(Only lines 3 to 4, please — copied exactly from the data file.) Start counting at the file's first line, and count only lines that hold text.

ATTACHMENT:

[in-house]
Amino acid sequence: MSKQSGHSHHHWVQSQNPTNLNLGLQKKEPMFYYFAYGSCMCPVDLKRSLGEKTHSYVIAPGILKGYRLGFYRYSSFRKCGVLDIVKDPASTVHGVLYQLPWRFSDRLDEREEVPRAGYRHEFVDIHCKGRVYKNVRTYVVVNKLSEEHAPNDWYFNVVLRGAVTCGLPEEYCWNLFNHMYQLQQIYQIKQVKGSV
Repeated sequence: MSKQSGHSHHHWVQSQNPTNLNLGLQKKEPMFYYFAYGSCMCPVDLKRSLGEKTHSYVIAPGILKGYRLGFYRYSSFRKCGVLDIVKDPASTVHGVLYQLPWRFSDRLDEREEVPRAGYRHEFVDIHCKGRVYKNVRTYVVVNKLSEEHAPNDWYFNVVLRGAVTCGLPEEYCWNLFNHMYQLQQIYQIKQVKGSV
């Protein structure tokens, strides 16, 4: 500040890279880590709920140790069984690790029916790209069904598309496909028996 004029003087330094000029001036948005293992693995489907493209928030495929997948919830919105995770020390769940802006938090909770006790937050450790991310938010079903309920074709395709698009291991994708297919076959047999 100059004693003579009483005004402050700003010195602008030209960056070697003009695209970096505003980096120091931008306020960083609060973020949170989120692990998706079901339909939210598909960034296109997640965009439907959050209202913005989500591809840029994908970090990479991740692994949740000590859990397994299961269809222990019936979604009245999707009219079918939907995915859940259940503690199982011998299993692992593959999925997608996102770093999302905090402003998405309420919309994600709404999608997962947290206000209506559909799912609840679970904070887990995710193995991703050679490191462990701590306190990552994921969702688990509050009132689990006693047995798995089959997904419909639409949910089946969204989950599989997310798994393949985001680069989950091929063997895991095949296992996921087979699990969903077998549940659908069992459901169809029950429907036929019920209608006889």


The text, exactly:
Repeated sequence: MSKQSGHSHHHWVQSQNPTNLNLGLQKKEPMFYYFAYGSCMCPVDLKRSLGEKTHSYVIAPGILKGYRLGFYRYSSFRKCGVLDIVKDPASTVHGVLYQLPWRFSDRLDEREEVPRAGYRHEFVDIHCKGRVYKNVRTYVVVNKLSEEHAPNDWYFNVVLRGAVTCGLPEEYCWNLFNHMYQLQQIYQIKQVKGSV
């Protein structure tokens, strides 16, 4: 500040890279880590709920140790069984690790029916790209069904598309496909028996 004029003087330094000029001036948005293992693995489907493209928030495929997948919830919105995770020390769940802006938090909770006790937050450790991310938010079903309920074709395709698009291991994708297919076959047999 100059004693003579009483005004402050700003010195602008030209960056070697003009695209970096505003980096120091931008306020960083609060973020949170989120692990998706079901339909939210598909960034296109997640965009439907959050209202913005989500591809840029994908970090990479991740692994949740000590859990397994299961269809222990019936979604009245999707009219079918939907995915859940259940503690199982011998299993692992593959999925997608996102770093999302905090402003998405309420919309994600709404999608997962947290206000209506559909799912609840679970904070887990995710193995991703050679490191462990701590306190990552994921969702688990509050009132689990006693047995798995089959997904419909639409949910089946969204989950599989997310798994393949985001680069989950091929063997895991095949296992996921087979699990969903077998549940659908069992459901169809029950429907036929019920209608006889």